Label Music Editor, Matthew Rousou, reminisces the rise of singer-songwriter George Michael, in celebration of LGBT+ History Month, through a whistle-stop tour of his career.

With February being LGBT+ History Month, I thought it would be nice to celebrate the success of George Michael, who was an inspirational and highly successful figure in the music industry, which continued following coming-out as gay on live TV in 1998. Michael received numerous awards in his illustrious music career, including 2 Grammys in successive years (1988 and 1989) and 10 awards Billboard Music Awards in 1988. According to Official Charts, the English-Greek Cypriot artist also recorded 12 UK Number 1 singles and 9 albums in his time with Wham! and as a solo artist. According to the George Michael website, more than 120 million of his albums were sold worldwide, emphasising his success as a musician both in the present and the past.

George Michael’s rise to the top began in 1982 with the group Wham!, that was set up with his best friend, Andrew Ridgely. The group brought to the world a plethora of pop classics; the two that stick in my head most prominently are Last Christmas and the uplifting beat and lyrics of Wake Me Up Before You Go-Go. Michael continued to rise in the music industry with his solo career, with iconic songs such as Careless Whisper, Faith, and Freedom! ’90. The former was even voted as “London’s favourite all-time record”, evidence of Michael’s influence in music, which was later emphasised through his debut-solo album, ‘Faith’, rewarding Michael with 1 of his 2 Grammy Awards. The artist also collaborated in his career with other music greats, such as Aretha Franklin who combined with Michael to release the single, I Knew You Were Waiting.

George Michael announced that he was gay to the public on CNN in 1998. In his interview, Michael stated that “I want to say that I have no problem with people knowing that I’m in a relationship with a man right now”, and explaining that “I was going to do this [reveal his sexuality] from the moment I was arrested” (Michael was arrested earlier the same year for lewdness with an undercover police officer). In his interview, Michael seemed to want to clarify the motivations behind his songs following his coming-out on live TV, reflecting that “the songs that I wrote when I was with women were really about women, and the songs I have written since have been fairly obviously about men”. However, he revealed his sexuality to Andrew Ridgely 15 years prior, which his friend recalls in his memoir ‘Wham! George Michael and Me: A Memoir!’ with the quote “I didn’t know whether to tell you this … but I’m going to: I’m gay”.

Later in 1998, Michael released the single, Outside, a song that ultimately mocked his aforementioned arrest, with the music video ending with a homosexual encounter between two police officers. The song was heavily supported by the public, reflected through its Number 2 spot in the UK Official Charts, being his second longest solo song present in the charts after Careless Whisper, according to Official Charts.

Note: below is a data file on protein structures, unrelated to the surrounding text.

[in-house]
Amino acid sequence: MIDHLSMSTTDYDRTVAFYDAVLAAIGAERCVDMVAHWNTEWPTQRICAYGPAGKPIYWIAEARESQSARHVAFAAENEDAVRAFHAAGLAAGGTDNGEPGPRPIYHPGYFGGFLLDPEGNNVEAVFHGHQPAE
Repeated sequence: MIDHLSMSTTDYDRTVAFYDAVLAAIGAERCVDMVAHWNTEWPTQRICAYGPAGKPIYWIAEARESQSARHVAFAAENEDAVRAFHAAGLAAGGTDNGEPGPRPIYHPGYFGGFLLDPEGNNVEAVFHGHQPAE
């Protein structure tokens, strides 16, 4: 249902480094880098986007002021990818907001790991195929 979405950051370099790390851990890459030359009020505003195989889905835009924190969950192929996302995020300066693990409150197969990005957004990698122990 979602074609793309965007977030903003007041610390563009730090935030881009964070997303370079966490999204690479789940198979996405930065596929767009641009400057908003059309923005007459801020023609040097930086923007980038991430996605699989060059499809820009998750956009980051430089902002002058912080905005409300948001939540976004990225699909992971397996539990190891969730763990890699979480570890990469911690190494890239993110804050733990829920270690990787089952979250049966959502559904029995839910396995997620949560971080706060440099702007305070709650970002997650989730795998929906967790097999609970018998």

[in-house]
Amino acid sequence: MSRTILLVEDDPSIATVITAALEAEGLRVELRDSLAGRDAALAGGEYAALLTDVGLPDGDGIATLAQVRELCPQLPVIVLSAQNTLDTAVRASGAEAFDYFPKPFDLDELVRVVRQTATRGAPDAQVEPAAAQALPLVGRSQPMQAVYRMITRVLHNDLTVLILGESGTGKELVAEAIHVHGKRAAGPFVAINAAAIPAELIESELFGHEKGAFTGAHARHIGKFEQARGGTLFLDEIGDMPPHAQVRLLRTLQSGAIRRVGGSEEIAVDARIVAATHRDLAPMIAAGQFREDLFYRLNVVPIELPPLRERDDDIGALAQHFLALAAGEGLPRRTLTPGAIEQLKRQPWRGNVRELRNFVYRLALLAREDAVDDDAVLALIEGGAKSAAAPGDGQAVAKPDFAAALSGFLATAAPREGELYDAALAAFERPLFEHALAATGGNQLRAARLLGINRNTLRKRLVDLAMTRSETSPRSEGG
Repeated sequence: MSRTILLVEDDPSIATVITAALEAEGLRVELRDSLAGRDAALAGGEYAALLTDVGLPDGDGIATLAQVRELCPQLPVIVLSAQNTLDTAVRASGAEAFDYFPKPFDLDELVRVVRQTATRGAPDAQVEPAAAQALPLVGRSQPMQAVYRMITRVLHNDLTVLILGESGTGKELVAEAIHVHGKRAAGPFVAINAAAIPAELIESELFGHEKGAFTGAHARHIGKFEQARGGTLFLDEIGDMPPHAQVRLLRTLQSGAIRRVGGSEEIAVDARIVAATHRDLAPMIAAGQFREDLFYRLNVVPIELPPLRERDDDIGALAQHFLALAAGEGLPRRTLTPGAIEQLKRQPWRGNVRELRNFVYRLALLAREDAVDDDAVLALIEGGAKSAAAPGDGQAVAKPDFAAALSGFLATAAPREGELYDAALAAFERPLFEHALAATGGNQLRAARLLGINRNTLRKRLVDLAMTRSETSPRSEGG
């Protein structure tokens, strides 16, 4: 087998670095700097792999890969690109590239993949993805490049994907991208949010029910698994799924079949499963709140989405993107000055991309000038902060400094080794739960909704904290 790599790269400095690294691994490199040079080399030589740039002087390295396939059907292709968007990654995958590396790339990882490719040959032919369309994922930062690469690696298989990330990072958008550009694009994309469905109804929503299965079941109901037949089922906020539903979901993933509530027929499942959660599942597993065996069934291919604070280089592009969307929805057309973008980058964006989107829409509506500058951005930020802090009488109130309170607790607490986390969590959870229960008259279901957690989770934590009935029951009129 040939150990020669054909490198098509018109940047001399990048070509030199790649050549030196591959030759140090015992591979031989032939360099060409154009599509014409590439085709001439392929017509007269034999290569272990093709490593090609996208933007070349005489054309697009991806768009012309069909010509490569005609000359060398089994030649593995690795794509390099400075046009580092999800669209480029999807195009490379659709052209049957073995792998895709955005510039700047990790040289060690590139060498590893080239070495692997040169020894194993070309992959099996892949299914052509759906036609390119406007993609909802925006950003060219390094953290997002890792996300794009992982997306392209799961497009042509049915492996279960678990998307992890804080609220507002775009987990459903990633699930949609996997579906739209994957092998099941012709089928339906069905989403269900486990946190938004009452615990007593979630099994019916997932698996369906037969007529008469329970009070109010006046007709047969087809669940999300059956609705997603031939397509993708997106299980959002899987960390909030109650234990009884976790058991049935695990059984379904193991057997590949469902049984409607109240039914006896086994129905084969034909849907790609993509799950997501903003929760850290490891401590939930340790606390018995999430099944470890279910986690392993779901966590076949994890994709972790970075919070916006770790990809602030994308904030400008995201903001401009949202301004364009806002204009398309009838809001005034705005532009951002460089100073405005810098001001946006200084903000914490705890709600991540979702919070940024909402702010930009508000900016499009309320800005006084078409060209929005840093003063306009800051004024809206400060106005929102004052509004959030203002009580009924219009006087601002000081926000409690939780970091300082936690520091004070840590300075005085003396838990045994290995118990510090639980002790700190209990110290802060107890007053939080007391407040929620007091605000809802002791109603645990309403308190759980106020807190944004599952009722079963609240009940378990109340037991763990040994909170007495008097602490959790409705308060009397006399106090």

George Michael’s career continued to thrive with the turn of the millennium seeing the artist release more singles that proved to be successful in the charts, whilst also releasing 3 more Number 1 albums, according to Official Charts, with ‘Twenty Five’ (an album of his greatest hits) being present in the chart for 200 weeks! Michael also continued with his charity work, such as performing at the Equality Rocks show in 2002, which was “then the largest-ever concert in aid of lesbian, gay, bisexual and transgender awareness”, as well as for the Elizabeth Taylor Memorial Fund in 2011 (Elton John’s AIDS Foundation). George Michael was also one of the artists who sung at The Freddie Mercury Tribute Concert in 1992 which was used as a platform to raise awareness and money for research to tackle AIDS.

Prior to wrapping up, I just want to touch on how George Michael has also played a great influence in recent popular television culture. I’m sure that many of you are familiar with James Corden’s Carpool Karaoke on The Late Late Show, a sketch where the British presenter speaks to and performs with artists such as Ariana Grande and Ed Sheeran, as well as celebrities such as Stephen Curry and Michelle Obama. Well, Carpool Karaoke’s origin arguably comes from Corden’s Comic Relief sketch (as his Gavin and Stacy character, ‘Smithy’) with George Michael in 2011, where the pair sung along to Wham!’s 1986 hit, I’m Your Man, as well as the intro to Wham!’s 1984 song, Freedom. His influence was also held greatly by the President of the National Federation of Cypriots in the UK, who stated that the singer “highlighted the proud and exceptional contribution of Cypriots to the UK”, following his death in 2016. George Michael was clearly a significant figure in the music industry and to support against AIDS, where his career can be celebrated through his hit singles and albums as well as his incredible charity work.


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